On 13 June 2021, the Hubble Space Telescope’s payload computer unexpectedly came to a halt. After more than a month of hard work to bring it back, the team has succeeded and our “window to the universe” is back in business. It even took its first two photos since the repair, and NASA shared them with the world to celebrate Hubble’s great comeback.
Hubble’s payload computer controls and coordinates the observatory’s onboard science instruments. As it suddenly halted last month, the main computer automatically placed Hubble’s science instruments into safe mode, as NASA explains.
The team of scientists at NASA worked both from the mission control and remotely due to COVID-19 restrictions. Even alumni and retired NASA engineers teamed up with them to figure out the cause of the problem. On 15 July, the team performed fifteen hours of spacecraft commanding, and finally – they managed to switch to backup hardware and returned Hubble to science operations. Two days later, on 17 July, the famous space telescope began scientific data again. And now we have two new images that it took:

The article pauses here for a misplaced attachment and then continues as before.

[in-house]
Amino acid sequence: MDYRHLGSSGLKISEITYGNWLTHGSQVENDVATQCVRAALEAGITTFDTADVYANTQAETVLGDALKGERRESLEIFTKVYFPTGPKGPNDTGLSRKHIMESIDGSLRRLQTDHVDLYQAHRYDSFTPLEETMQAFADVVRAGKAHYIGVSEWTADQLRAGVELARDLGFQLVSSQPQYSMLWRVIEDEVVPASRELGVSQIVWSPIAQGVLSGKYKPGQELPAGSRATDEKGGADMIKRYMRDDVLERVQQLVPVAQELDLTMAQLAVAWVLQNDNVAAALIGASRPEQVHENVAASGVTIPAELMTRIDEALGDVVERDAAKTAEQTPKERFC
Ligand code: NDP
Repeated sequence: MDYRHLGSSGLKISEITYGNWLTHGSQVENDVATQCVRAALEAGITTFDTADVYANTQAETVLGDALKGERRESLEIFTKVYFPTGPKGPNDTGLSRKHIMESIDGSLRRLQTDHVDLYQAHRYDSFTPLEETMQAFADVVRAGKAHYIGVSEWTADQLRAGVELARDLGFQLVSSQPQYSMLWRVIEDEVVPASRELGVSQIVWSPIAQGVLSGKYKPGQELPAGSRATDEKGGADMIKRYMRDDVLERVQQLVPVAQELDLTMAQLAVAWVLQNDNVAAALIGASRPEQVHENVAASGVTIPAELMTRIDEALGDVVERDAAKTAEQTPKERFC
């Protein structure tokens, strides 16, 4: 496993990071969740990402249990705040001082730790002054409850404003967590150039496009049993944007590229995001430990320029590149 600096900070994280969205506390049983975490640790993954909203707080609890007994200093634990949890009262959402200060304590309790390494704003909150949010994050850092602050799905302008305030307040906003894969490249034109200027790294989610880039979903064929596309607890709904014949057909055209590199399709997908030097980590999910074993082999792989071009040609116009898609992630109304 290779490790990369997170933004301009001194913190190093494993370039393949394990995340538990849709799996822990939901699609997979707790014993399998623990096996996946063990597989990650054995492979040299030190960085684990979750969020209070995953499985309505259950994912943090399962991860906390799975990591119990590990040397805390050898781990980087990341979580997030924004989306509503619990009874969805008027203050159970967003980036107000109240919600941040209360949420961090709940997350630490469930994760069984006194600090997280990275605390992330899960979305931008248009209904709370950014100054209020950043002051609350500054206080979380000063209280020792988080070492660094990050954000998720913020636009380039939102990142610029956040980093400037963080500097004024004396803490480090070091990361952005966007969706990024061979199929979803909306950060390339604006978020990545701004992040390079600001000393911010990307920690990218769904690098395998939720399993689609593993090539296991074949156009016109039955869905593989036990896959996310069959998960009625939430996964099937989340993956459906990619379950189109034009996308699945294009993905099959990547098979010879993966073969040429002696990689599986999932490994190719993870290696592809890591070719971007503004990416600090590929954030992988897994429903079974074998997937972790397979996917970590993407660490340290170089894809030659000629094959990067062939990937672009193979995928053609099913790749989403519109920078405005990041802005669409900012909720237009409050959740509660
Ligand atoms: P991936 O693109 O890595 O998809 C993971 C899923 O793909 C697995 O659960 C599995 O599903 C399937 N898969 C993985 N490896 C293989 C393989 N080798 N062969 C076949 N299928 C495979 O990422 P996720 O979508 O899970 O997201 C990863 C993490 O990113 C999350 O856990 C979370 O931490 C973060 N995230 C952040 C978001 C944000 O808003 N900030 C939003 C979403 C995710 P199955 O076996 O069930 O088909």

“These early snapshots demonstrate Hubble’s return to full science operations,” NASA writes. On the left image, you can see a rare example of an interacting galaxy pair in the southern hemisphere. The right image shows a large spiral galaxy with unusual, extended spiral arms. It’s 490 million light-years away from us.
Most of you know that Hubble has already had some hiccups since it was launched in 1990. The first repair was in 1993 when astronauts had to repair one of its mirrors. Between then and 2009, there were five repair missions in total. One of them included performing a similar switch to the one that recently happened. In 2008, a team of engineers returned Hubble to normal operations after another part of the Science Instrument and Command & Data Handling (SI C&DH) unit failed. “Hubble’s final servicing mission in 2009 […] then replaced the entire SI C&DH unit, greatly extending Hubble’s operational lifetime,” NASA concludes.
[via Universe Today; image credits: Science: NASA, ESA, STScI, Julianne Dalcanton (UW) Image processing: Alyssa Pagan (STScI)]